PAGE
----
HEBRON, Israeli-Occupied West Bank — Before most of his countrymen had even gone to work, Lt. Col. Moshe Givati, the Israeli military commander in charge of the southern part of the West Bank, knew he faced potential trouble in the two biggest towns under his control.
He had been awakened in the middle of the night with reports that students from Bethlehem University planned a memorial rally for two Palestinian youths shot to death by Israeli troops a few days earlier at another West Bank university. And now students were congregating menacingly outside the Islamic University here in Hebron, the headquarters city for his command.
Givati, a twice-wounded career officer who has held this job for 10 months, has earned a reputation of dealing firmly with such situations. He is admittedly more used to issuing ultimatums to demonstrators than to negotiating with them. He said he personally wounded a rock-throwing Palestinian youth in the legs during a clash earlier this year.
Order to Ease Up
But after the West Bank violence of recent days, which has left four Arab youths dead and at least 20 wounded, the order this day was to ease up. In particular, the army was not to open fire except under the most extreme circumstances.
As dusk gathered many hours later, Givati had managed to keep order without resorting to force. His counterpart in the occupied Gaza Strip had not been as successful, and another Palestinian, a 16-year-old girl, had been shot in the wrist.
It was one of the better days in what Givati described as his "complicated and very frustrating" service on the West Bank. Trained to fight enemy Arab armies, he said he feels torn by a policing job in which there is no black and white, but only shades of gray.
'Actions Were Very Clear'
"When I had to fight against the Syrians, all my actions were very clear--knowing what I am doing is to survive, to help Israel survive, and to keep my soldiers alive," he said. "I was maybe tense, maybe tired, maybe in lousy conditions, but I was clear in my mind about what I was doing.
"Here I find myself thinking more: What am I doing here? What I am doing: Is it right? This job causes you to think more about who you are, what you're doing, why you're doing it.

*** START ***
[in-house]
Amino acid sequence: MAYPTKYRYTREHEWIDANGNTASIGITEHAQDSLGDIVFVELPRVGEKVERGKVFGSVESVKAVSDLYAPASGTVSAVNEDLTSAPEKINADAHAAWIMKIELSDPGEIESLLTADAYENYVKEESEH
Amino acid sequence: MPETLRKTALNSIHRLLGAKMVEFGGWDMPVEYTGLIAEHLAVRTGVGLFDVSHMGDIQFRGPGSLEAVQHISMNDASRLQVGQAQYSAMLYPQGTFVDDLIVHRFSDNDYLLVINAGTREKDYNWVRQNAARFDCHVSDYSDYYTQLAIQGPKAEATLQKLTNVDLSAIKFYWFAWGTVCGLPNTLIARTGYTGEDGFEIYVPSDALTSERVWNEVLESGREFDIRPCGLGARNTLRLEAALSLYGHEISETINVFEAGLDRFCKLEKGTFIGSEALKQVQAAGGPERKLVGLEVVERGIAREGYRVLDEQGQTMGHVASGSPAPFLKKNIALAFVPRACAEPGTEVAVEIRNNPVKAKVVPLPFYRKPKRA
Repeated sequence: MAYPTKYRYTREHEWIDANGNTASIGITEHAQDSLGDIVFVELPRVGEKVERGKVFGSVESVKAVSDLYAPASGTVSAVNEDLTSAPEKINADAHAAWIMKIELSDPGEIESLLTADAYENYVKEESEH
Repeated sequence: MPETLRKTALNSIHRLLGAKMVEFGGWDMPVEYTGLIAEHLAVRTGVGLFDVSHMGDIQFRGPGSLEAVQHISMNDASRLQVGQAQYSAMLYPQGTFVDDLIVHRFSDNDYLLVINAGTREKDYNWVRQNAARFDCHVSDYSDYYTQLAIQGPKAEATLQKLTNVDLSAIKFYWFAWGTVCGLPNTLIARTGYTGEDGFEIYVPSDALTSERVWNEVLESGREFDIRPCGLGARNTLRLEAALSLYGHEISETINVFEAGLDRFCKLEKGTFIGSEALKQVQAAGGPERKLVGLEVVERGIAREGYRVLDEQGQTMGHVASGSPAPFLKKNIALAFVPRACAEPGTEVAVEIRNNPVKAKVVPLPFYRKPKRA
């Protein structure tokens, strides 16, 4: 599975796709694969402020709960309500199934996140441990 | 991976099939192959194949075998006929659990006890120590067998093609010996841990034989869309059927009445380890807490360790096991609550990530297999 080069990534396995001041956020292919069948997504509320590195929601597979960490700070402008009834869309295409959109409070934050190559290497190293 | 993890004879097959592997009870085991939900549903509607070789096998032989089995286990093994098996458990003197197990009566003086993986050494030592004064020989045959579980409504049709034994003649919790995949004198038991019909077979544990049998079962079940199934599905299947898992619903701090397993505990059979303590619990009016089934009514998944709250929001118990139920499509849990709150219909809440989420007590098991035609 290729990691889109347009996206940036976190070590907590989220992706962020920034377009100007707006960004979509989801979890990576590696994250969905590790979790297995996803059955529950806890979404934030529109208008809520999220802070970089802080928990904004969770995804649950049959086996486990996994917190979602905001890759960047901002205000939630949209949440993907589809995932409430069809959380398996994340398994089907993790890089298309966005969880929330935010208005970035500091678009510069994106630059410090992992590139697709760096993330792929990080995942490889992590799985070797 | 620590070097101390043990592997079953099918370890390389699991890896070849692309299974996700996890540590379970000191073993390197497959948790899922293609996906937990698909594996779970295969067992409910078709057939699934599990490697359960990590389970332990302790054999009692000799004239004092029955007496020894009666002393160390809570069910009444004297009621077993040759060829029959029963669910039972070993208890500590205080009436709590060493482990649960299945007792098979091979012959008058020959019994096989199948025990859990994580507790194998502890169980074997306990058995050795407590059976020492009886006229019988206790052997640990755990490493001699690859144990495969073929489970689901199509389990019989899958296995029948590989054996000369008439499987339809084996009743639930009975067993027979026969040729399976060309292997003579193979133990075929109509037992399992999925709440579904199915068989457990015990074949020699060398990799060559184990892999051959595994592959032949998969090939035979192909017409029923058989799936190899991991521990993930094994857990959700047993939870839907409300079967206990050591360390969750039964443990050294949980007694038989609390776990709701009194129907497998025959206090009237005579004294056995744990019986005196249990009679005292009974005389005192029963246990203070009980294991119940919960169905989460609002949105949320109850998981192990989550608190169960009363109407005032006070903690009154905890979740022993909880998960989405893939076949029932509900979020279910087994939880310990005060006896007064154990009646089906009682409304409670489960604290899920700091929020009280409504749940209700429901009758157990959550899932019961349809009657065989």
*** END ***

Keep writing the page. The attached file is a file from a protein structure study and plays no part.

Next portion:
"On the one hand, you want to do your best to keep the situation quiet," he said. "On the other, it means you're fighting children."
The U.N. Security Council on Monday condemned "the opening of fire by the Israeli army resulting in the deaths and wounding of defenseless students," and the United States, which abstained in the U.N. vote, delivered a verbal protest to the Israeli Foreign Ministry on Wednesday.
While expressing "all due regret" over the killings, Israeli Defense Minister Yitzhak Rabin defended his army. It acted in accordance with procedures allowing troops to fire at the feet of demonstrators when other methods to disperse them have failed and directly at them in life-threatening situations, he said.
(Israeli investigators now say one of the four dead Palestinians, a 12-year-old boy, may have been shot by Jewish settlers rather than soldiers. On Friday, Rabin ordered an inquiry into the shooting, the Associated Press reported. )
Frictions and Violence
A day spent with Givati this week provided a glimpse, from the Israeli's soldier viewpoint, of the day-to-day friction that can erupt at any time into the kind of bloody clashes that have characterized the past week.
Givati is military commander over what the Israelis know by its biblical name as Judea-- an area extending from the southern outskirts of Jerusalem nearly to Beersheba, and stretching westward from the Dead Sea to the "green line" which, before the 1967 Six-Day War, divided Israel from a West Bank ruled by Jordan.
About 11,000 of Israel's most militant Jewish settlers live in the area amid 400,000 Arabs. Hebron is the only West Bank center where Jews live in the middle of a Palestinian city, creating a uniquely tense situation, which Givati said makes him feel "that I am sitting on a barrel of gun powder."
His job is to keep the roads open, to protect the Jewish settlers, and to keep the settlers from undertaking vigilante actions against the Arabs. Day-to-day problems are the responsibility of the civil administration and the local, mostly Arab police.
Givati normally has several hundred troops at his command, including members of the paramilitary police border guards. The army sent in reinforcements because of the latest violence.
Some of his soldiers oppose Israel's policies in the West Bank--particularly Jewish settlement in the heart of Hebron. But Givati said he tells them he doesn't care about their political views; policy is the government's concern, theirs is security.